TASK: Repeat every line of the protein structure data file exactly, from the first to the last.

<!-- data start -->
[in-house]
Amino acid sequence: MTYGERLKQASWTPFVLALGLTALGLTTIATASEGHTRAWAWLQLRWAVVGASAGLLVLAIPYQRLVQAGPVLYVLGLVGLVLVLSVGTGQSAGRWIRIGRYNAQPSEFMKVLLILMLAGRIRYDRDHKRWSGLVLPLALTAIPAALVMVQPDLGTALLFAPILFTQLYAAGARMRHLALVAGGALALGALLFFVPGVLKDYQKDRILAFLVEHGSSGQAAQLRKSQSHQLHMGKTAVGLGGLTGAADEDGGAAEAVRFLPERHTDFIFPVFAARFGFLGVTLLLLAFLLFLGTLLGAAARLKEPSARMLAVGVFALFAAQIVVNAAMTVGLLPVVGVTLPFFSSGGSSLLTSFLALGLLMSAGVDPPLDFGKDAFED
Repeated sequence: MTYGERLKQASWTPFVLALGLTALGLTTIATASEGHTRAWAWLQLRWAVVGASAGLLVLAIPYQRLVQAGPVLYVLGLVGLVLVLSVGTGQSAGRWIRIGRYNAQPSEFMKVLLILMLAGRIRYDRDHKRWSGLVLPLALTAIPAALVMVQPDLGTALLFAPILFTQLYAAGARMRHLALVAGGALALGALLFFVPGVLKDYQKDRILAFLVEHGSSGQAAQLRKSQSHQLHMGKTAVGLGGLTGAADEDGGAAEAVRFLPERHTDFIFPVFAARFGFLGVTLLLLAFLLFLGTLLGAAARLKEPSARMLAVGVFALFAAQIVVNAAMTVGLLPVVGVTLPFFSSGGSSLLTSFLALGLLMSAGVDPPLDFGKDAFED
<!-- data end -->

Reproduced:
[in-house]
Amino acid sequence: MTYGERLKQASWTPFVLALGLTALGLTTIATASEGHTRAWAWLQLRWAVVGASAGLLVLAIPYQRLVQAGPVLYVLGLVGLVLVLSVGTGQSAGRWIRIGRYNAQPSEFMKVLLILMLAGRIRYDRDHKRWSGLVLPLALTAIPAALVMVQPDLGTALLFAPILFTQLYAAGARMRHLALVAGGALALGALLFFVPGVLKDYQKDRILAFLVEHGSSGQAAQLRKSQSHQLHMGKTAVGLGGLTGAADEDGGAAEAVRFLPERHTDFIFPVFAARFGFLGVTLLLLAFLLFLGTLLGAAARLKEPSARMLAVGVFALFAAQIVVNAAMTVGLLPVVGVTLPFFSSGGSSLLTSFLALGLLMSAGVDPPLDFGKDAFED
Repeated sequence: MTYGERLKQASWTPFVLALGLTALGLTTIATASEGHTRAWAWLQLRWAVVGASAGLLVLAIPYQRLVQAGPVLYVLGLVGLVLVLSVGTGQSAGRWIRIGRYNAQPSEFMKVLLILMLAGRIRYDRDHKRWSGLVLPLALTAIPAALVMVQPDLGTALLFAPILFTQLYAAGARMRHLALVAGGALALGALLFFVPGVLKDYQKDRILAFLVEHGSSGQAAQLRKSQSHQLHMGKTAVGLGGLTGAADEDGGAAEAVRFLPERHTDFIFPVFAARFGFLGVTLLLLAFLLFLGTLLGAAARLKEPSARMLAVGVFALFAAQIVVNAAMTVGLLPVVGVTLPFFSSGGSSLLTSFLALGLLMSAGVDPPLDFGKDAFED